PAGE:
natural products show
Buyers walk the floor of the Natural Products Expo East. Photo provided.

At the Natural Products Expo East show held this past September in Baltimore, keynote speaker Alice Waters, often regarded as the mother of the slow food movement, challenged attendees attending the East Coast’s premier gathering for the natural, organic and healthy living food industries.

 “In this country, we have to bring people in a very pleasurable way back to their senses,” Waters advised. “We’re not talking about a food trend; we’re talking about sustenance and humanity and the way that we behave toward other people.” She urged everyone – producers, restaurateurs, consumers, educators - to join what she dubbed the “delicious revolution” to encourage sustainable, healthy and fair changes in our foodways.  

“These are the same core values that drive the brands and buyers in the natural products marketplace and was reflected in attendance and exhibitors at this year’s show,” says Expo East Show Director Erica Stone.

As Mary Jo Marks, manager of training & education at UNFI (the leading national distributor in the natural food channe)l, points out, despite the recession, chocolate ranks as one of its stronger categories.

“If people are going to treat themselves, they are going to treat themselves well,” explains Marks. “Price points are less of an issue. It’s more about the quality of the ingredients and the certifications.”

According to SPINS, which tracks the natural and specialty products industry, chocolate sales are up 25.7% to $129 million in the combined natural and conventional food, drug and mass channels (including Wal-mart but not Whole Foods) during the 52-week ending September 1.

Fair Trade confectionery products are also very important. SPINS tracked a 17.8% increase in Fair Trade-certified sales of chocolate, dried fruit, gums and mints and lifestyle and wellness bars during this same 52-month period, boosting total sales in this subsegment to $68.4 million.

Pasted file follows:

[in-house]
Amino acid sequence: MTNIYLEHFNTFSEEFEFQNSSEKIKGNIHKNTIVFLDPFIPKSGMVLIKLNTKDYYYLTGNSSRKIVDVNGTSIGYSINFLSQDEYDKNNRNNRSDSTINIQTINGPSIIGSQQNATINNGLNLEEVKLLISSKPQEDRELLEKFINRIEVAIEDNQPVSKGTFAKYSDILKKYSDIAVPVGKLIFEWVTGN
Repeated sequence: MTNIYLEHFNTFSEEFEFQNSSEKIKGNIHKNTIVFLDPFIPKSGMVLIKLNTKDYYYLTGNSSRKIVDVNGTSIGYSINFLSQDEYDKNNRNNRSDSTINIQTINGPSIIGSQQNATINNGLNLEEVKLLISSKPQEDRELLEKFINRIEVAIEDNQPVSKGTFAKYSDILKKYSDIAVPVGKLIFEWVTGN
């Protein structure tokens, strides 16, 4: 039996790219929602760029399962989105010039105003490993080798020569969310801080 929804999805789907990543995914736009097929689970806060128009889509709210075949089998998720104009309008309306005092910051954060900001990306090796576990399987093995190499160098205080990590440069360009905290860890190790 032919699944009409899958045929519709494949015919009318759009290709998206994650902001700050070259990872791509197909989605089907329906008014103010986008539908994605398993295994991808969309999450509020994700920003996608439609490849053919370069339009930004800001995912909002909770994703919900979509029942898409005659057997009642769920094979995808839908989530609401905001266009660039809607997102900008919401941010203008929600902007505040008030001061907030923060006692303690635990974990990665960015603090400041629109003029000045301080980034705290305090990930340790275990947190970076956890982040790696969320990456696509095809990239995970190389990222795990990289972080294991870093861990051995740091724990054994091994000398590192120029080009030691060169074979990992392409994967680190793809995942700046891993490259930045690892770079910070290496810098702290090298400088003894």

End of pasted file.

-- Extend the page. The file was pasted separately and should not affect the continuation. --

Additionally, products with causes are key, as they carve out a unique place that can engage a consumer, particularly within a crowded product category. “Certainly the product must taste good; but consumers also want to know how the product was produced and the ingredients. They want to support what they are buying,” a SPINS analyst observes.

There also have been interesting new developments in sweeteners. A number of stevia-sweetened chocolates are just being released, notably by Coco Polo, Gnosis, among others. While sales statistics are not yet available, “these companies are hitting the ground running,” says Marks. Stevia is much more digestive friendly than other sugar-free sweeteners.

Some chocolate makers are replacing agave nectar with coconut palm sugar or evaporated cane juice. Vanessa Barg, Gnosis Chocolate’s ceo, listed several benefits associated with using coconut palm sugar, such a better temper, no moisture problems and a low glycemic index. Even its natural caramel flavor can be a plus.  Palm oil, too, is being phased out, as it’s not considered eco-friendly.

Smaller bar sizes are proliferating. Sales of 30-g/1.2-oz. bars are doing well as a type of portion control. “The smaller portions seem to satisfy consumers, so why buy a 3.0-oz. bar?” asks Marks. Madécasse, for example, just released its 30-g/1.2 oz. bar in response to demand from coffee shops seeking to pair coffee with chocolate.

Other perennial trends: dark chocolate for anti-oxidant benefits (e.g., NibMor’s best selling bar is its 80% dark bar) and anything with salt. Marks cited Green & Black’s Peanut & Sea Salt bar as yet another manufacturer riding the sea salt wave.

In the snack bar category, the trend remains raw, raw and more raw.  Raw foodies believe that raw foods maintain essential enzymes, normally killed by heat processing, which help maintain good health and well-being.

Sales of chocolate and other candies as well as lifestyle and wellness bars rocketed 37% to $19.4 million, SPINS’ data reveals.

The concept of single-origin ingredients provides a new twist and natural extension for single-origin bars. Chocolate makers design bars from among the flavors and/or inclusions grown in the cacao’s country of origin. For example, for its Cinnamon & Sakay dark chocolate bar, Madéscasse sources its entire ingredient list from Madagascar: cacao, vanilla, cinnamon and the chile pepper-like sakay fruit.  Theo Chocolate’s Eastern Congo Initiative dark chocolate bars use local Congolese vanilla and pili pili chile pepper.

Two more perennial trends that continue to influence candy makers and chocolatiers: über strong flavors and superfruit inclusions, especially in raw confectionery products. Hillside Candy’s Go Naturally line of certified organic and non-GMO hard sweets introduced a Ginger Extreme hard candy. The move piggybacks on the success of the company’s Ginger hard candy, which is its top selling sweet by far. 

Organic ingredient supplier Nutiva noted a spike in interest in its Goldenberries (or Inca Berries). These berries offer both a tangy, bright fruity flavor and high amounts of carotene and bioflavonoids, says Navitas Naturals vice-president Wesley Crain.

 To highlight the trends mentioned, the following nine artisan chocolate makers and confectioners exhibiting at the show were selected for a more detailed review.